Background: The aim of the present study was to assess whether previous injury is a risk determinant for knee and ankle osteoarthritis (OA) in former professional football players and to explore OA-related activity and work limitations.
Methods: To retrieve the relevant recent literature, the Medline, Embase and Sportdiscus databases were systematically searched for studies published from January 2000 to May 2012. Included studies must be primary studies that are written in English, Dutch, French or German and involve former professional football players; injury had to be studied as an independent variable; and knee/ankle OA, work participation or limited activities had to be described as an outcome. The data from included studies were extracted using a standardised extraction form, and the methodological quality was assessed.
Results: No studies were retrieved about injury as a risk determinant for knee/ankle OA in former professional football players. Four studies about OA-related activity and work limitations were included (three of high and one of moderate methodological quality). Up to 17% of former professional football players with knee/ankle OA reported suffering from joint pain and discomfort during activities such as squatting, walking and climbing stairs. Former professional football players with knee/ankle OA reported that their conditions were very painful, chronically painful and affected their daily lives, while 28% reported work-related limitations.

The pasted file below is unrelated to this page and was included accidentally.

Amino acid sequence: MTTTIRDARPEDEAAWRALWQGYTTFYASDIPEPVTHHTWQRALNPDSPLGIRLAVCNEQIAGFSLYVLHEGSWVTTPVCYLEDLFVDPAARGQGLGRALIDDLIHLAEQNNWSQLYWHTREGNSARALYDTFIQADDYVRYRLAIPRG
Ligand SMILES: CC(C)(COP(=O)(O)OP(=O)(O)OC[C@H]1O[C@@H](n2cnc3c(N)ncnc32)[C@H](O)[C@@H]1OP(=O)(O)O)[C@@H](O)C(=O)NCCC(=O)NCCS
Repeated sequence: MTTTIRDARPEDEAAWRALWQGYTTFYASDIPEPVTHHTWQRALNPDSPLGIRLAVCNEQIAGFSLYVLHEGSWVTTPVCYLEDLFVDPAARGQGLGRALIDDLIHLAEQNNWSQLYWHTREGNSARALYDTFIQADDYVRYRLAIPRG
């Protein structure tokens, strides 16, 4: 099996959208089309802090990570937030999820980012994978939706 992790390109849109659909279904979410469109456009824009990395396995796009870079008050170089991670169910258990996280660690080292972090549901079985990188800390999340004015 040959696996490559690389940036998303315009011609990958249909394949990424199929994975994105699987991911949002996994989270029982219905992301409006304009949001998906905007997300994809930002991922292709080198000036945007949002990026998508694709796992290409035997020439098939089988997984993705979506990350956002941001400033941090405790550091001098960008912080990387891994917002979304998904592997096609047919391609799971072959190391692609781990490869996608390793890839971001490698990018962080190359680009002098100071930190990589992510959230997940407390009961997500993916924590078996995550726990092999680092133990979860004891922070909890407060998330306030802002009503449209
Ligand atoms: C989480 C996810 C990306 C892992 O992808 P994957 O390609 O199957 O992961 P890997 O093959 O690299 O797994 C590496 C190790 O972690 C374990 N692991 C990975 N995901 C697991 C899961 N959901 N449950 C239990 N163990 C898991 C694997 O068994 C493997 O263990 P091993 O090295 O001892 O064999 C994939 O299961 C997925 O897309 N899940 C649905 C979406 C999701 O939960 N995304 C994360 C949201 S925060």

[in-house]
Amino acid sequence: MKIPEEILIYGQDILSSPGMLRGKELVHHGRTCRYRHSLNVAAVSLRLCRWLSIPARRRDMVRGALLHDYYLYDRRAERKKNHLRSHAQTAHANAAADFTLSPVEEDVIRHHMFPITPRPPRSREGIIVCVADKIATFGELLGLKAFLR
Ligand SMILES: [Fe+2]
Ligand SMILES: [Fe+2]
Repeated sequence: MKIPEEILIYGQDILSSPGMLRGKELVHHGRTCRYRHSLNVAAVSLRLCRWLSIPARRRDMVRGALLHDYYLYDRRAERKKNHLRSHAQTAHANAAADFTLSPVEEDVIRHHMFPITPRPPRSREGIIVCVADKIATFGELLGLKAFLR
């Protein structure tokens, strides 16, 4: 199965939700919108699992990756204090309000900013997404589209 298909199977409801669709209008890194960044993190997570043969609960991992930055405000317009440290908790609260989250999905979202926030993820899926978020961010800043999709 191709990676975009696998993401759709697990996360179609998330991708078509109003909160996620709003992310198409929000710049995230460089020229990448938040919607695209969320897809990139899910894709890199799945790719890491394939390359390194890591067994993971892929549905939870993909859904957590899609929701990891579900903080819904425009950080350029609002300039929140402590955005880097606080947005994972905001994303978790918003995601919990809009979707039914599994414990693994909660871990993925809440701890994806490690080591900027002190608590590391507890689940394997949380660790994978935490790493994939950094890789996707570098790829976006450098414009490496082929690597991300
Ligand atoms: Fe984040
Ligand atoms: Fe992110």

Conclusion: Knee and ankle OA in former professional football players causes joint pain and discomfort that has negative consequences for daily life and work activities. An OA health examination programs should be developed to empower the sustainable health and functioning of professional football players.